We took a few days out from our own waterside paradise at the East Coast’s Binalong Bay to visit the small town of Stanley on the north-west coast of Tasmania. The photos we had seen in all the tourism brochures of the famous landmark known as The Nut do not prepare you for the impact of this monolithic structure formed from volcanic matter. Aboriginal inhabitants named it Moo-Nut-Re-Ker but in the 1800’s sailors shortened the name to The Nut.
Stanley’s domestic buildings are mostly cottages constructed in wood. The village instantly reminded me of New Zealand’s French/English fishing town of Akaroa on the south island. Akaroa is nestled in the heart of an ancient volcano so they also share a geological connection.
Some of the houses in Stanley are quite humble, many were constructed with only a single frontage. But today if you look further you will see at the back and sides they have been extended to accommodate contemporary living but they have retained their integrity as examples of the simple life in a fishing village.
On a different scale is the estate at Highfield. We visited the historic site and its formerly grand house situated high on a hill overlooking Stanley. Highfield was established by the Van Dieman’s Land Company as a wool producing estate, an ambitious enterprise that sadly was never to realise a profit.
The house is now in the hands of Tasmanian Parks and Wildlife Service and in desperate need of a serious injection of funds for restoration. If the greater percentage of people who visit The Nut at Stanley also visited Highfield, then there would not be a paucity of funds to maintain and restore this important site. We were told by the attendant here that 30,000 people pay for a ride on Stanley’s chairlift each year but only 10,000 take the drive or walk up the hill to Highfield. It cost $10 per person for the chairlift and$10 per person for entry into Highfield. You can walk up to the top of The Nut for free. I paid for the chairlift to The Nut and for a visit to Highfield. John did the same but for some exercise each day went up to The Nut by foot. He said it took him around 6 minutes each way. But once you are up on top there is a walk you can take lasting around an hour and well worth the effort for the spectacular views.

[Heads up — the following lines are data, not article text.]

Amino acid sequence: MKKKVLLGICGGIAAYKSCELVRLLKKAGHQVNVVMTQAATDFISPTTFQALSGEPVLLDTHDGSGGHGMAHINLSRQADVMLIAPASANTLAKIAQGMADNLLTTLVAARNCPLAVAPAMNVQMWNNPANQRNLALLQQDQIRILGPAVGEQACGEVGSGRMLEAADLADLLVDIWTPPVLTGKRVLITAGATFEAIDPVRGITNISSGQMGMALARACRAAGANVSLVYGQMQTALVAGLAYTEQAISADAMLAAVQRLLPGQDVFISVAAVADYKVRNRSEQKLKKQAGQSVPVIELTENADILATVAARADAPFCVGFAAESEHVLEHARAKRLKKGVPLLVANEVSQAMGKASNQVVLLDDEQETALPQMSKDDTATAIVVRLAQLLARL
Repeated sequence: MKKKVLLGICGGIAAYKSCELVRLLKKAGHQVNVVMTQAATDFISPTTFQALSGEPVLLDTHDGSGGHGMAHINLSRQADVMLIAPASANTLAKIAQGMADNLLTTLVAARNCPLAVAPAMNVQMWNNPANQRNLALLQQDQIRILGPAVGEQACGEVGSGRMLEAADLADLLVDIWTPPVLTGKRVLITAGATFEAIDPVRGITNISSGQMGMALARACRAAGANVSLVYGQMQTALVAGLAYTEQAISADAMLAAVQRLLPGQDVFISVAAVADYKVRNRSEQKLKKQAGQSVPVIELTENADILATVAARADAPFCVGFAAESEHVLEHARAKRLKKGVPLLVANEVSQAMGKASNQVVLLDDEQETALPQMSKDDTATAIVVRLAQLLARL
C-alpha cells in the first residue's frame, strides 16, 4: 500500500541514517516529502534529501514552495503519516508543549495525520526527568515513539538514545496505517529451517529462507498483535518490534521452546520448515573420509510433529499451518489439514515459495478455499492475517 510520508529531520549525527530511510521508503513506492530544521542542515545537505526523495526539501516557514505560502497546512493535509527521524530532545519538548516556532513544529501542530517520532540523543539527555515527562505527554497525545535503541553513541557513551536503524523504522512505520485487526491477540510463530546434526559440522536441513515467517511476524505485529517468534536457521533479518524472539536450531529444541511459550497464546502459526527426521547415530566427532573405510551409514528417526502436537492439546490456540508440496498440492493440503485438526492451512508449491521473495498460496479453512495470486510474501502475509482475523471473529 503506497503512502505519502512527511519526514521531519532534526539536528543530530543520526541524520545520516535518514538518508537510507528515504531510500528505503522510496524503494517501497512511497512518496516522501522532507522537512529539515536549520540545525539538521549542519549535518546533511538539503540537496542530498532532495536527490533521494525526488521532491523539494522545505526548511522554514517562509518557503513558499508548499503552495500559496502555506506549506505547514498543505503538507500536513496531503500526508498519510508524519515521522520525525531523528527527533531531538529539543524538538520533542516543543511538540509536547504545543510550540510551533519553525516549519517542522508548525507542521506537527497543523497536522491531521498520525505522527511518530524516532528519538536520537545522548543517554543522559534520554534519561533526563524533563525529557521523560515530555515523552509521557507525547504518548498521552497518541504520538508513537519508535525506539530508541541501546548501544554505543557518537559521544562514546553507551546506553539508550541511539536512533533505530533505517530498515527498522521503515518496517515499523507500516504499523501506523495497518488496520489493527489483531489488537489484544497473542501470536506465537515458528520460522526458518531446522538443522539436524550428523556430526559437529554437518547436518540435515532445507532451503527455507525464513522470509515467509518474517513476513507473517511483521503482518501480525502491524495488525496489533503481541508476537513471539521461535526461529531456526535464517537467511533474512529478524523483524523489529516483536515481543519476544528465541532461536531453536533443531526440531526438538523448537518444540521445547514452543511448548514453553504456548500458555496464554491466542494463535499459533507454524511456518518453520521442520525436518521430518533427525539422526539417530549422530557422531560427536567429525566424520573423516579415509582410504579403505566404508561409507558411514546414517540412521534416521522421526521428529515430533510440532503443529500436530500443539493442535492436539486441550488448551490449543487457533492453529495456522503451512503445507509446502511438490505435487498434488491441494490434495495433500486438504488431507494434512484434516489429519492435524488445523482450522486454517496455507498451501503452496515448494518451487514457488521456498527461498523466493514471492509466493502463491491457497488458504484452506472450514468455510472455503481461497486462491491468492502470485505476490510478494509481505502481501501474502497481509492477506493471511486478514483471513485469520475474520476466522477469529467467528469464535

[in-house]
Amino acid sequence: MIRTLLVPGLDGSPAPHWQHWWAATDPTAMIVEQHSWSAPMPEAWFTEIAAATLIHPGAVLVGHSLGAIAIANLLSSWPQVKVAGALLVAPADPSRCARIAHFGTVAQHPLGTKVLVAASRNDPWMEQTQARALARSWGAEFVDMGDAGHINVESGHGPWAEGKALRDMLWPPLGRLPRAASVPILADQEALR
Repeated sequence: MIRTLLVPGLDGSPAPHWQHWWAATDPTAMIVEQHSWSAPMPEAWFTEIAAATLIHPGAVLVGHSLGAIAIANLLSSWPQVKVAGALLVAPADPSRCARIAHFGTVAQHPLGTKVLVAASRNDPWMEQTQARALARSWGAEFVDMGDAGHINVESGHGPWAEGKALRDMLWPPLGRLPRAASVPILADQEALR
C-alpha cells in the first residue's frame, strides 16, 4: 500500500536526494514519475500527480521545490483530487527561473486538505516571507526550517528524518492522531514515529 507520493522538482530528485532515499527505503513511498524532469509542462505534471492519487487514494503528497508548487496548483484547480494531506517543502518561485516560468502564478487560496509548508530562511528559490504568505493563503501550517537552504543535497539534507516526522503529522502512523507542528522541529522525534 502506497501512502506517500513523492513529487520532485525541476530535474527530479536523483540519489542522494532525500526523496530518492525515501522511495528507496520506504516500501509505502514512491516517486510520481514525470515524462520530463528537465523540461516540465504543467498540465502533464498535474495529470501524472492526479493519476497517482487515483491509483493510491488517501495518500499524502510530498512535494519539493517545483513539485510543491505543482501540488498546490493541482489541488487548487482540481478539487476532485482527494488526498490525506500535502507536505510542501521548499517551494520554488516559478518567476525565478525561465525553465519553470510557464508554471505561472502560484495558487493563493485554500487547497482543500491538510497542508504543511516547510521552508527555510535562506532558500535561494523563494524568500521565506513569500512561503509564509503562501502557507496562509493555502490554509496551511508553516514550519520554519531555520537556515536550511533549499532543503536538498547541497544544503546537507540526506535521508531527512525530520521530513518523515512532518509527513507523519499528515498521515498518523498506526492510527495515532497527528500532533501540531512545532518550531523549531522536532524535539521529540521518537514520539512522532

From the outside we liked the look of a small boutique hotel called @VDL Stanley. We met the owners and they told us that they had personally converted the derelict blue stone building that once housed the Van Dieman’s Land company store into a two suite luxury hotel. The same owners have more accommodation in the town on a slightly cheaper level and they now operate a stylish gift and homeware store in the main street – worth visiting.
Meantime we were staying in self contained guest house accommodation that resembled my Scottish grandmother’s motley collection of antiques and bric a brac. The guest house owners provided fresh towels daily, a sumptuous welcome afternoon tea and enough food for cooked breakfasts each day. Apart from feeling like we were living in a museum for three days we were comfortable. No we were not in the church buildings below, we were in Touchwood, one of the cottages in the main street.
In a separate post I will tell you about our dinner at Xanders restaurant in the main street of Stanley. Roz